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From Aaron Davidson <ilike...@gmail.com>
Subject Re: How to read a multipart s3 file?
Date Wed, 07 May 2014 20:44:33 GMT
One way to ensure Spark writes more partitions is by using
RDD#repartition() to make each partition smaller. One Spark partition
always corresponds to one file in the underlying store, and it's usually a
good idea to have each partition size range somewhere between 64 MB to 256
MB. Too few partitions leads to other problems, such as too little
concurrency -- Spark can only run as many tasks as there are partitions, so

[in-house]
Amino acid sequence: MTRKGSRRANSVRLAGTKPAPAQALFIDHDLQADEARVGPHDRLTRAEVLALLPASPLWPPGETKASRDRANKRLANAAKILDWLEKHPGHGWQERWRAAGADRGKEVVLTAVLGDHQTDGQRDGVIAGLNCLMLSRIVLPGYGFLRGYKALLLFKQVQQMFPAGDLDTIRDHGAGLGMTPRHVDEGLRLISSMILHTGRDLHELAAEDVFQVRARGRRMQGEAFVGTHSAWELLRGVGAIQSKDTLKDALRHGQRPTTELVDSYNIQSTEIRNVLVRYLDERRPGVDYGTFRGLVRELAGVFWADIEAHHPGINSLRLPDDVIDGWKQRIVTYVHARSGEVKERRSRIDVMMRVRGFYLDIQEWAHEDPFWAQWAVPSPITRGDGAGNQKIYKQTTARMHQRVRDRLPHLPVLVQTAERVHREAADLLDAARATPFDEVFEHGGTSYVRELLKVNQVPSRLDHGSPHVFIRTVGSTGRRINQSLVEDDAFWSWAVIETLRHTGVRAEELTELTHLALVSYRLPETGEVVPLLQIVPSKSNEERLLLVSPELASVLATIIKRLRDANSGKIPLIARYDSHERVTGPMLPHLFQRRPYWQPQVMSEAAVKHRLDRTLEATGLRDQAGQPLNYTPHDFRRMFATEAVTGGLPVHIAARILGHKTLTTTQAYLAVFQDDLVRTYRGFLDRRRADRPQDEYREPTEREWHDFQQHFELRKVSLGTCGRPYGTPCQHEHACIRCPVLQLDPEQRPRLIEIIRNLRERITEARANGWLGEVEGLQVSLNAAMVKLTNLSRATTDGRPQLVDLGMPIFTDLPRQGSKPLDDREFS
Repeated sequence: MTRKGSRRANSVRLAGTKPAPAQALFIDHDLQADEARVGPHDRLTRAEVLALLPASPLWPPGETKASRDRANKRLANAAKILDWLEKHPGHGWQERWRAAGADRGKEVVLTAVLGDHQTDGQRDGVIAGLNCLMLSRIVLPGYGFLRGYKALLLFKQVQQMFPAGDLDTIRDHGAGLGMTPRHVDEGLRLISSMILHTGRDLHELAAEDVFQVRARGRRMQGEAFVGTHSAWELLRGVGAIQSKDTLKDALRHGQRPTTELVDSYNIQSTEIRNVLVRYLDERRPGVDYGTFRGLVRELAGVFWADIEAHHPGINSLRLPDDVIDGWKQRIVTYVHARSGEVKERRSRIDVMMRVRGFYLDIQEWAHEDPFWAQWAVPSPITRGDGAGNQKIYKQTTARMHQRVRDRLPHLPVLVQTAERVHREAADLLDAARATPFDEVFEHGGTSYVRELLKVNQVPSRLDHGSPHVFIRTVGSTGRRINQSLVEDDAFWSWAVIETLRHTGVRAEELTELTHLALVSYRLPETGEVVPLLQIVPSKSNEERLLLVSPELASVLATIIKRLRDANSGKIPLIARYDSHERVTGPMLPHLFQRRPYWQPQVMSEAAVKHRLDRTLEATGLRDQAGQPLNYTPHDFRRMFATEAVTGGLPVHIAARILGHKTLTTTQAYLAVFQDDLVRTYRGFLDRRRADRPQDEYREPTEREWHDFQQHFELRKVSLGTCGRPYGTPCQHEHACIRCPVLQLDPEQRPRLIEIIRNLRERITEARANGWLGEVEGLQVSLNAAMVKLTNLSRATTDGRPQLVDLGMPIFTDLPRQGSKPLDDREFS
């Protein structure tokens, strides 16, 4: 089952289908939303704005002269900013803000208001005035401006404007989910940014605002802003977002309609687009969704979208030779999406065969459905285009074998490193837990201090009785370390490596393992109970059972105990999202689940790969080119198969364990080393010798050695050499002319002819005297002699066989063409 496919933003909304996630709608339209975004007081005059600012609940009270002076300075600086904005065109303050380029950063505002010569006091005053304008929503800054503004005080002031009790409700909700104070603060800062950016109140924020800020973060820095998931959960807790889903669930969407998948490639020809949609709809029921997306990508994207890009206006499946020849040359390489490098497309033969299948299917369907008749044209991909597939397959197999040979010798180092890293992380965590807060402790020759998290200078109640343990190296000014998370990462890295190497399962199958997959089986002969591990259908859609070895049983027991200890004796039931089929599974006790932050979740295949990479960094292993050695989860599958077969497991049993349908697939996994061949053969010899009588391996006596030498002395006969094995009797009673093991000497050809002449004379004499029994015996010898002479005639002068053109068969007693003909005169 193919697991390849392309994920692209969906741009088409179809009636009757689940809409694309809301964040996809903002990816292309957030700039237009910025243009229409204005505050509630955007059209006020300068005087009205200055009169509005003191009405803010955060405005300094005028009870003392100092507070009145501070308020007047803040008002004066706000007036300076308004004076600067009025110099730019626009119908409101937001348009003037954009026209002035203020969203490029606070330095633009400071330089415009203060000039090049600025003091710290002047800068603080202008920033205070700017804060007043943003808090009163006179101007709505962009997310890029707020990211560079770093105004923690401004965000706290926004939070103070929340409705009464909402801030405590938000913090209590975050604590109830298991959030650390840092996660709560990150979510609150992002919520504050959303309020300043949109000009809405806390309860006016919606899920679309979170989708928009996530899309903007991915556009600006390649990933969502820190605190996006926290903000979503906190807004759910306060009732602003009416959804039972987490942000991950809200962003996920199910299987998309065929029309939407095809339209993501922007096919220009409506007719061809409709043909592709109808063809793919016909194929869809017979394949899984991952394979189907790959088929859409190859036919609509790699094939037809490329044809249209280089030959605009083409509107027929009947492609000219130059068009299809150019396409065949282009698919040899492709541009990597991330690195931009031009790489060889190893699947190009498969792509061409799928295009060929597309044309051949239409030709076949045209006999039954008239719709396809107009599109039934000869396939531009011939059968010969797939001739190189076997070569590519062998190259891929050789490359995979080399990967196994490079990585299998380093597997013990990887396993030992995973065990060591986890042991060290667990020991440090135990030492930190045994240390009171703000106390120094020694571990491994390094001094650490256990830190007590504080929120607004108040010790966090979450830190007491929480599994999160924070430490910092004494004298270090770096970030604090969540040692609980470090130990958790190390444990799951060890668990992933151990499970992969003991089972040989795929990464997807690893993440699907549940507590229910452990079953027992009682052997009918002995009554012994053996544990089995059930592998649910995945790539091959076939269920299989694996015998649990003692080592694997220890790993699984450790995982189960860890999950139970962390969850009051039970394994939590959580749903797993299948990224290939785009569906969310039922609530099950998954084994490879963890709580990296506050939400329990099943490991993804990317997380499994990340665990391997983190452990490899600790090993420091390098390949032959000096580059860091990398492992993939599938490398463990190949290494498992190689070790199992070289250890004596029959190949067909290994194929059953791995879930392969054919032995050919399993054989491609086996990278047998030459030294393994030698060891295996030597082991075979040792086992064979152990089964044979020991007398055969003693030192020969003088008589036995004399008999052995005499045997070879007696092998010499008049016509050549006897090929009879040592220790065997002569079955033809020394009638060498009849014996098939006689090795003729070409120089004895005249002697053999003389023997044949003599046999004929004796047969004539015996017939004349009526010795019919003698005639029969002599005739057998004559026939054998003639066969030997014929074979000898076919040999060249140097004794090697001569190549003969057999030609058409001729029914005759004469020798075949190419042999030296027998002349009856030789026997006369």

if you don't have enough partitions, your cluster will be underutilized.


On Tue, May 6, 2014 at 7:07 PM, kamatsuoka <kenjim@gmail.com> wrote:

> Yes, I'm using s3:// for both. I was using s3n:// but I got frustrated by
> how
> slow it is at writing files. In particular the phases where it moves the
> temporary files to their permanent location takes as long as writing the
> file itself.  I can't believe anyone uses this.
>
>
>
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>

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